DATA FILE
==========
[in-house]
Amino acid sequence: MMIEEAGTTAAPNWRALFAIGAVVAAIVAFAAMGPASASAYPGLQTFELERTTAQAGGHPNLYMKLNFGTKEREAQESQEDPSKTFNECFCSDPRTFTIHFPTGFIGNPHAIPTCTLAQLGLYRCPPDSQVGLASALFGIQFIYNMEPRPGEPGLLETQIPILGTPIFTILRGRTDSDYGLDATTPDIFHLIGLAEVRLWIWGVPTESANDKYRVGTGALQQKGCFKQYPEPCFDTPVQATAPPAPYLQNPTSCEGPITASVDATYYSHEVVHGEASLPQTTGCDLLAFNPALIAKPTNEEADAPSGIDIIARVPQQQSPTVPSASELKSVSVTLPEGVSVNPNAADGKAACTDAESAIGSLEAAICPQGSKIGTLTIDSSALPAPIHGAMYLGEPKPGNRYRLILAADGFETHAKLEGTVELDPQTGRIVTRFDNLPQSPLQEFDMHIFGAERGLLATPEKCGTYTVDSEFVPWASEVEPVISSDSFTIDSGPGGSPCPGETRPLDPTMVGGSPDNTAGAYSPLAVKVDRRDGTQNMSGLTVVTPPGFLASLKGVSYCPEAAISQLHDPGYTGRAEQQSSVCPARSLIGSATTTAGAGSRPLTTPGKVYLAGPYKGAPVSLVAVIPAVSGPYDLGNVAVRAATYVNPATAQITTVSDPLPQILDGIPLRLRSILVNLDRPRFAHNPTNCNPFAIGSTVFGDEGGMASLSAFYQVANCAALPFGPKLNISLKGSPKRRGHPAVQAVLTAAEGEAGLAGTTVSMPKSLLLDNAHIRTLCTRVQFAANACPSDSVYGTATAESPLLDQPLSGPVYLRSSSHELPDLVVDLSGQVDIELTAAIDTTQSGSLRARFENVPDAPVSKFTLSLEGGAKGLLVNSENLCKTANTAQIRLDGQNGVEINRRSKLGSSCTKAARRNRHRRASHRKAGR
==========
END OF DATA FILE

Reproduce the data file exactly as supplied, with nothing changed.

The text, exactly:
[in-house]
Amino acid sequence: MMIEEAGTTAAPNWRALFAIGAVVAAIVAFAAMGPASASAYPGLQTFELERTTAQAGGHPNLYMKLNFGTKEREAQESQEDPSKTFNECFCSDPRTFTIHFPTGFIGNPHAIPTCTLAQLGLYRCPPDSQVGLASALFGIQFIYNMEPRPGEPGLLETQIPILGTPIFTILRGRTDSDYGLDATTPDIFHLIGLAEVRLWIWGVPTESANDKYRVGTGALQQKGCFKQYPEPCFDTPVQATAPPAPYLQNPTSCEGPITASVDATYYSHEVVHGEASLPQTTGCDLLAFNPALIAKPTNEEADAPSGIDIIARVPQQQSPTVPSASELKSVSVTLPEGVSVNPNAADGKAACTDAESAIGSLEAAICPQGSKIGTLTIDSSALPAPIHGAMYLGEPKPGNRYRLILAADGFETHAKLEGTVELDPQTGRIVTRFDNLPQSPLQEFDMHIFGAERGLLATPEKCGTYTVDSEFVPWASEVEPVISSDSFTIDSGPGGSPCPGETRPLDPTMVGGSPDNTAGAYSPLAVKVDRRDGTQNMSGLTVVTPPGFLASLKGVSYCPEAAISQLHDPGYTGRAEQQSSVCPARSLIGSATTTAGAGSRPLTTPGKVYLAGPYKGAPVSLVAVIPAVSGPYDLGNVAVRAATYVNPATAQITTVSDPLPQILDGIPLRLRSILVNLDRPRFAHNPTNCNPFAIGSTVFGDEGGMASLSAFYQVANCAALPFGPKLNISLKGSPKRRGHPAVQAVLTAAEGEAGLAGTTVSMPKSLLLDNAHIRTLCTRVQFAANACPSDSVYGTATAESPLLDQPLSGPVYLRSSSHELPDLVVDLSGQVDIELTAAIDTTQSGSLRARFENVPDAPVSKFTLSLEGGAKGLLVNSENLCKTANTAQIRLDGQNGVEINRRSKLGSSCTKAARRNRHRRASHRKAGR